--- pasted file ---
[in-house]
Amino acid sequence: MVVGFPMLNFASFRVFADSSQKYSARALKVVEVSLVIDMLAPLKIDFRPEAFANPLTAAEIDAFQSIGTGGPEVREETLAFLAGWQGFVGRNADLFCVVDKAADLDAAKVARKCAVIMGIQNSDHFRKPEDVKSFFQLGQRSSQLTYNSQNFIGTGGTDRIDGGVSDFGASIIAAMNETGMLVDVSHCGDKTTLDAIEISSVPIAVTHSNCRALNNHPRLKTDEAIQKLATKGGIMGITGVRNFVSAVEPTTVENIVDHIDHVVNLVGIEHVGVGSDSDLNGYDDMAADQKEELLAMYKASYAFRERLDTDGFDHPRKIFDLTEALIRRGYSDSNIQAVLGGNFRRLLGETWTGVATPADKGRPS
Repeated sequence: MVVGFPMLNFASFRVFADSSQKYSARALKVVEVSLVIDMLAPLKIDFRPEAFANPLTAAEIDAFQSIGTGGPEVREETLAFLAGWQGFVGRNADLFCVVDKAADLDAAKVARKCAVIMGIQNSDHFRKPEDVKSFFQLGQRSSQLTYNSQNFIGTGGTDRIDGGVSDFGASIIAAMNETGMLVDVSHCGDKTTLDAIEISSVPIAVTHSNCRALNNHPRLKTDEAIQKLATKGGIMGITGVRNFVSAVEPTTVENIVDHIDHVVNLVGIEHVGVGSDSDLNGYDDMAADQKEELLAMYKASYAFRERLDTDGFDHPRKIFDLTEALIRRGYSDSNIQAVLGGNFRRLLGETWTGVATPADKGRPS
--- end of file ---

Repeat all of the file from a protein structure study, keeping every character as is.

[in-house]
Amino acid sequence: MVVGFPMLNFASFRVFADSSQKYSARALKVVEVSLVIDMLAPLKIDFRPEAFANPLTAAEIDAFQSIGTGGPEVREETLAFLAGWQGFVGRNADLFCVVDKAADLDAAKVARKCAVIMGIQNSDHFRKPEDVKSFFQLGQRSSQLTYNSQNFIGTGGTDRIDGGVSDFGASIIAAMNETGMLVDVSHCGDKTTLDAIEISSVPIAVTHSNCRALNNHPRLKTDEAIQKLATKGGIMGITGVRNFVSAVEPTTVENIVDHIDHVVNLVGIEHVGVGSDSDLNGYDDMAADQKEELLAMYKASYAFRERLDTDGFDHPRKIFDLTEALIRRGYSDSNIQAVLGGNFRRLLGETWTGVATPADKGRPS
Repeated sequence: MVVGFPMLNFASFRVFADSSQKYSARALKVVEVSLVIDMLAPLKIDFRPEAFANPLTAAEIDAFQSIGTGGPEVREETLAFLAGWQGFVGRNADLFCVVDKAADLDAAKVARKCAVIMGIQNSDHFRKPEDVKSFFQLGQRSSQLTYNSQNFIGTGGTDRIDGGVSDFGASIIAAMNETGMLVDVSHCGDKTTLDAIEISSVPIAVTHSNCRALNNHPRLKTDEAIQKLATKGGIMGITGVRNFVSAVEPTTVENIVDHIDHVVNLVGIEHVGVGSDSDLNGYDDMAADQKEELLAMYKASYAFRERLDTDGFDHPRKIFDLTEALIRRGYSDSNIQAVLGGNFRRLLGETWTGVATPADKGRPS